6/26/2008 8:39am, #11
- Join Date
- Mar 2005
- kung fu
how is bioenergy measured? How is 25% quantified?
6/26/2008 8:41am, #12
1. % VO2 max/FEV1
2. It's roughly one-quarter.Originally Posted by Cullion
6/26/2008 10:52am, #13
Originally Posted by D Dempsey
- Join Date
- Feb 2004
- Seattle, WA
I also agree with White Shark in that the russian methodologies in themselves are not unique (clearly not based on the examples above). We are what we are and insightful coaches everywhere learn to work with us as we are. What, I think, is somewhat unique is the way these highly developed soviet training methodologies were institutionalized through Dynamo and the soviet training and education structure. Examples exist of organizations that implement extraordinary training - Ballet Russ at the beginning of the last century; Beijing Opera, or even Cirque du Solei and NBA coach Phil Jackson - but the soviet state did this at a national level.
This is because Soviets put tremendous top down investment and emphasis on refining education and training methodologies of all types. Interestingly there always seem to have been two branches between which there existed substantial tension; the process oriented scientific branch; and the inspirational/spiritual branch. Relevant to this discussion Kadochnikov represents the scientific branch and Ryabko the inspirational.
I must now qualify and say the inspiration branch certainly did/does follow the scientific method. Often they did so more rigorously then the process side because they knew they were on tenuous ground. For a fascination example of this read "Phsychic Discoveries Behind the Iron Curtain" by Ostrander and Schoeder. The difference tends to run along the rejection of things that cannot be explained/understood vs. the exploration (or even at the radical end of the spectrum, the embrace and pursuit) of things that cannot be explained/understood... and in that statement i reveal my personal bias.
I know that the inevitable fat guy jokes and budda comparisons are on their way, but as someone who has been training in the inspirational branch for some years now I can tell you for certain that just because we don't take the scientific/process oriented path doesn't mean we train less hard or sweat less.
As for Kinesiology... I purposefully avoided using that word because it is ill-defined. Even among universities in the US the kinesiology program at one school will be completely different from that at another. Some are all about mechanics, some are all about witchcraft.
Good thread - and it is now in the right location.
Last edited by EricH; 6/26/2008 11:07am at .
6/26/2008 9:29pm, #14
- Join Date
- Aug 2007
- general mayhem
Lots to type.
So, I guess I'll sip my beer and not type.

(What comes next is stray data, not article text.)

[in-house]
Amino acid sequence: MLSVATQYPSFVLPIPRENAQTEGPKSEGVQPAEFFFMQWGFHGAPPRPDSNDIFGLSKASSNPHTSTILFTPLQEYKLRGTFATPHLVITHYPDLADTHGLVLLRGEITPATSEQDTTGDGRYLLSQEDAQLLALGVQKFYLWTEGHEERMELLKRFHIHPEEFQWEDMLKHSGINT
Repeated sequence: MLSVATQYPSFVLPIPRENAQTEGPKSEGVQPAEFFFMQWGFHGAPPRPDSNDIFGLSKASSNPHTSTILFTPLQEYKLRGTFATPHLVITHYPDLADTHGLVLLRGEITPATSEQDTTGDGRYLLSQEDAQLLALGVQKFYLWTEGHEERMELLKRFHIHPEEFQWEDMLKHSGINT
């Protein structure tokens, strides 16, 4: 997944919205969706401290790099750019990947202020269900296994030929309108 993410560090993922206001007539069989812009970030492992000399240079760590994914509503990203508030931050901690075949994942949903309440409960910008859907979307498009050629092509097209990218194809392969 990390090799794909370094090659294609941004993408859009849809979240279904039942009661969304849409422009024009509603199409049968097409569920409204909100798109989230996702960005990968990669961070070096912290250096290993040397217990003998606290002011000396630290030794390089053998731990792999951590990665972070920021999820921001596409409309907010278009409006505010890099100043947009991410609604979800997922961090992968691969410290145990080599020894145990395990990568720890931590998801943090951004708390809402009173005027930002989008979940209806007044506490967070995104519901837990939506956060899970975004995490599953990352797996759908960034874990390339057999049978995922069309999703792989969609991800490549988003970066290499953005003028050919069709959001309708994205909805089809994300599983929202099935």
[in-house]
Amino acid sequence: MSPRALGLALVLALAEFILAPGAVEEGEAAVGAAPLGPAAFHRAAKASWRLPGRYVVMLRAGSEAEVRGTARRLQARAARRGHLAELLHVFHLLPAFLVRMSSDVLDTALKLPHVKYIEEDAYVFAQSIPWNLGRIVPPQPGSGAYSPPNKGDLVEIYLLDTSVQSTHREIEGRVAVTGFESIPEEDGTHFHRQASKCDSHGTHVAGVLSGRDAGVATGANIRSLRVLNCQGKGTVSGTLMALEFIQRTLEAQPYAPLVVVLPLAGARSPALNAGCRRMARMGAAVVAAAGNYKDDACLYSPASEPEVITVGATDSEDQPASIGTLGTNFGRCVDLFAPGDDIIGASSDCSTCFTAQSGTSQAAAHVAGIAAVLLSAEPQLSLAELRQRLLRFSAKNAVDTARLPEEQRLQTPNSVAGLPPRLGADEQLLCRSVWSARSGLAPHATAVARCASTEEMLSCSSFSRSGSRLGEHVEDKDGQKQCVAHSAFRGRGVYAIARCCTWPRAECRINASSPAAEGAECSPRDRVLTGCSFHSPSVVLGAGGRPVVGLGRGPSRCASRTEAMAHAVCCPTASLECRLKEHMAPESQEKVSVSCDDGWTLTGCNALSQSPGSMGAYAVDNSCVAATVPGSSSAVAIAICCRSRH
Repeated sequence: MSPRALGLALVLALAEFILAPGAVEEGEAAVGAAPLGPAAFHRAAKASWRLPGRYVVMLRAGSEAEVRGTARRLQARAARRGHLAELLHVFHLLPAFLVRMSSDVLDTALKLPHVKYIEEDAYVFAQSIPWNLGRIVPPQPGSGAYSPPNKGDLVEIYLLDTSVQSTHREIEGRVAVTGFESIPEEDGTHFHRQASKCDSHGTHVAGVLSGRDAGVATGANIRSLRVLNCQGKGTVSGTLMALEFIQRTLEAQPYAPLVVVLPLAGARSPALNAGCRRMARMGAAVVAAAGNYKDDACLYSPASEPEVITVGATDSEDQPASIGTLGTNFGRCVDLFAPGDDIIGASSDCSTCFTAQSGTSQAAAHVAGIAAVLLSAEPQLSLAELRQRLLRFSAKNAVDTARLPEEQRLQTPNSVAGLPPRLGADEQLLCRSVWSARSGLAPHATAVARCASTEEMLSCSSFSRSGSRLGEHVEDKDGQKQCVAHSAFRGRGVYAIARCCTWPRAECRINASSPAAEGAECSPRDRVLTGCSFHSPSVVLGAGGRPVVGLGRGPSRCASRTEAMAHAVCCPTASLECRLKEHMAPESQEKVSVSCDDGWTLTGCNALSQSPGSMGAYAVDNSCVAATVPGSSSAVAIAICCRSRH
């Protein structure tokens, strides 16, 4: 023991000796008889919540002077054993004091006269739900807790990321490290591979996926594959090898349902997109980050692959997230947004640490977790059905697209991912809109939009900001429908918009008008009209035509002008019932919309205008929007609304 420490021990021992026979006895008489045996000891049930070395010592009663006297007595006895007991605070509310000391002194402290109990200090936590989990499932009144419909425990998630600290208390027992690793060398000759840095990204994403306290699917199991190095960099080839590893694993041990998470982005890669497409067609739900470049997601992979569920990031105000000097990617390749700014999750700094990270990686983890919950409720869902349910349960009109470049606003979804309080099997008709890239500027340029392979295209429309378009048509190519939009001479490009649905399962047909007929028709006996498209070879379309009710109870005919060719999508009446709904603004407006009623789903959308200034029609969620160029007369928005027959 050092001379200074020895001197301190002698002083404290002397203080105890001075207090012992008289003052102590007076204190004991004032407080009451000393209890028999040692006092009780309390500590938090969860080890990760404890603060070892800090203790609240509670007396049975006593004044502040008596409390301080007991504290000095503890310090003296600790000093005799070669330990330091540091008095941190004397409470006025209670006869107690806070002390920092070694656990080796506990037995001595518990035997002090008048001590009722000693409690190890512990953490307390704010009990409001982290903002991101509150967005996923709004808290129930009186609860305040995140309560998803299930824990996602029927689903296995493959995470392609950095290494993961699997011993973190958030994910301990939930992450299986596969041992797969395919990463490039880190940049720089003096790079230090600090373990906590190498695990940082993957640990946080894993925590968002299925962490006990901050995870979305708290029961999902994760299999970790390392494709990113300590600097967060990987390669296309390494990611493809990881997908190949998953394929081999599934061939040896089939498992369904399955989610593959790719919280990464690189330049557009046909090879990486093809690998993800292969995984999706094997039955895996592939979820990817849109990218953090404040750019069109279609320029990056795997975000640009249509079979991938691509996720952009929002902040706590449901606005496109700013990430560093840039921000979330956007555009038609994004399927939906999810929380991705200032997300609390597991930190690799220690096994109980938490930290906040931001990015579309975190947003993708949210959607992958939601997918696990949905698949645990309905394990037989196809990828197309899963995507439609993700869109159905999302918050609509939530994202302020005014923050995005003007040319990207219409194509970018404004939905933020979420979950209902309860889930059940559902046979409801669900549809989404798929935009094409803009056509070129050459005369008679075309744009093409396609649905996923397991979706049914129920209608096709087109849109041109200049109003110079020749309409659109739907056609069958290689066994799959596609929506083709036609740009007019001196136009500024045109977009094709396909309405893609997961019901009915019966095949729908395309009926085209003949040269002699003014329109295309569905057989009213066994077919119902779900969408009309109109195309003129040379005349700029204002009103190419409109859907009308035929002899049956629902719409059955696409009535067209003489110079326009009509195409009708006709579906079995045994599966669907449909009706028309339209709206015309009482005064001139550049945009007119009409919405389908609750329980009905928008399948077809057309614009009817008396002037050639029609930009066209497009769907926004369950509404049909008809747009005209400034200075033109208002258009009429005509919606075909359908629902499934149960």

Ok, few things - first off, in comparison to other arts. when it comes to mechanics.
Many arts teach leverage, etc. But, their names and their training of these levers are completely different than what you will find in the teaching and scientific methodology of what I like to call the 'efficiency' systems of Russia. For example, they might teach what is an arm-bar, but it is not taught as an 'arm bar.' It is taught from the theoretical view completely - in that it's studied as levers, fulcrums, what planes the arm is going through, etc.
When I teach a release from a wrist lock, I don't teach 'This is how to get out of a wrist lock' per se, but instead focus solely on the mechanics of the situation. These mechanics are transfered to other methods - defense against punches, knife thrusts, etc. THere is no real 'name' for what is being done, instead it is the application of the principles of mechanics...that application being in the relationship between two biomechanical machines, i.e., human bodies.
This is the 'pure' teaching of Kadochnikov System. Nowadays I'm not so strict, but if I am teaching purely from Kadochnikov's standpoint, which I sometimes do in a class, nothing has a name - it is only taught as the application of principle.
This is difficult with students from other backgrounds - so you have to call it what they know it as, then explain the exact science behind it, and soon it has no name, it's a principle. For a newbie, I never use a name.
We start saying, 'This is a lever - this is how a lever works - now, let's use levers in different scenarios.' Now the student has one principle he can apply to a multitude of situations - and the experience non-Pramek student just made his method better, more efficent.
If you study the mechanics, strictly the mechanics, from looking at diagrams, to reading the printed word, to application through creating what you might consider a hypothesis - you can create your own methds and become adaptable...instead of just looking to apply that move you learned on Thursday at class.
I have a great affection for all arts that work, hell even SCARS can come up with a decent move - but while in a class a kimora might be taught, I would never teach a 'kimora', because this limits the adaptability of the principles behind it.